In the years since, Mr. Carlson has constructed what may be the most racist show in the history of cable news — and also, by some measures, the most successful. Though he frequently declares himself an enemy of prejudice — “We don’t judge them by group, and we don’t judge them on their race,” Mr. Carlson explained to an interviewer a few weeks before accusing impoverished immigrants of making America dirty — his show teaches loathing and fear. Night after night, hour by hour, Mr. Carlson warns his viewers that they inhabit a civilization under siege — by violent Black Lives Matter protesters in American cities, by diseased migrants from south of the border, by refugees importing alien cultures, and by tech companies and cultural elites who will silence them, or label them racist, if they complain. When refugees from Africa, numbering in the hundreds, began crossing into Texas from Mexico during the Trump administration, he warned that the continent’s high birthrates meant the new arrivals might soon “overwhelm our country and change it completely and forever.” Amid nationwide outrage over George Floyd’s murder by a Minneapolis police officer, Mr. Carlson dismissed those protesting the killing as “criminal mobs.” Companies like Angie’s List and Papa John’s dropped their ads. The following month, “Tucker Carlson Tonight” became the highest-rated cable news show in history.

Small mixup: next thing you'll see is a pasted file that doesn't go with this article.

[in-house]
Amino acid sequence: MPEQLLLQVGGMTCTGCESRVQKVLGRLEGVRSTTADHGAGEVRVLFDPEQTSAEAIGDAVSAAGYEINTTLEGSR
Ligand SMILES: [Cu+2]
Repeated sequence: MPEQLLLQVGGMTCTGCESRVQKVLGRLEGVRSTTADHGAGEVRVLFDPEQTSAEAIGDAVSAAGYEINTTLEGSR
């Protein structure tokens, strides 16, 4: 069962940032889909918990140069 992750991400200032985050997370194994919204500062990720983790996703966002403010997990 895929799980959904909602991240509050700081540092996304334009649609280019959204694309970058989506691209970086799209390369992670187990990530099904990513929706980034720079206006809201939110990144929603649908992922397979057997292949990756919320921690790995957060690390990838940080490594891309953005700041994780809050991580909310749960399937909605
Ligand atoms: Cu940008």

His encyclopedia of provocations has only expanded. Since the 2020 presidential election, Mr. Carlson has become the most visible and voluble defender of those who violently stormed the U.S. Capitol to keep Donald J. Trump in office, playing down the presence of white nationalists in the crowd and claiming the attack “barely rates as a footnote.” In February, as Western pundits and politicians lined up to condemn the Russian president, Vladimir V. Putin, for his impending invasion of Ukraine, Mr. Carlson invited his viewers to shift focus back to the true enemy at home. “Why do I hate Putin so much? Has Putin ever called me a racist?” Mr. Carlson asked. “Has he threatened to get me fired for disagreeing with him?” He was roundly labeled an apologist and Putin cheerleader, only to press ahead with segments that parroted Russian talking points and promoted Kremlin propaganda about purported Ukrainian bioweapons labs.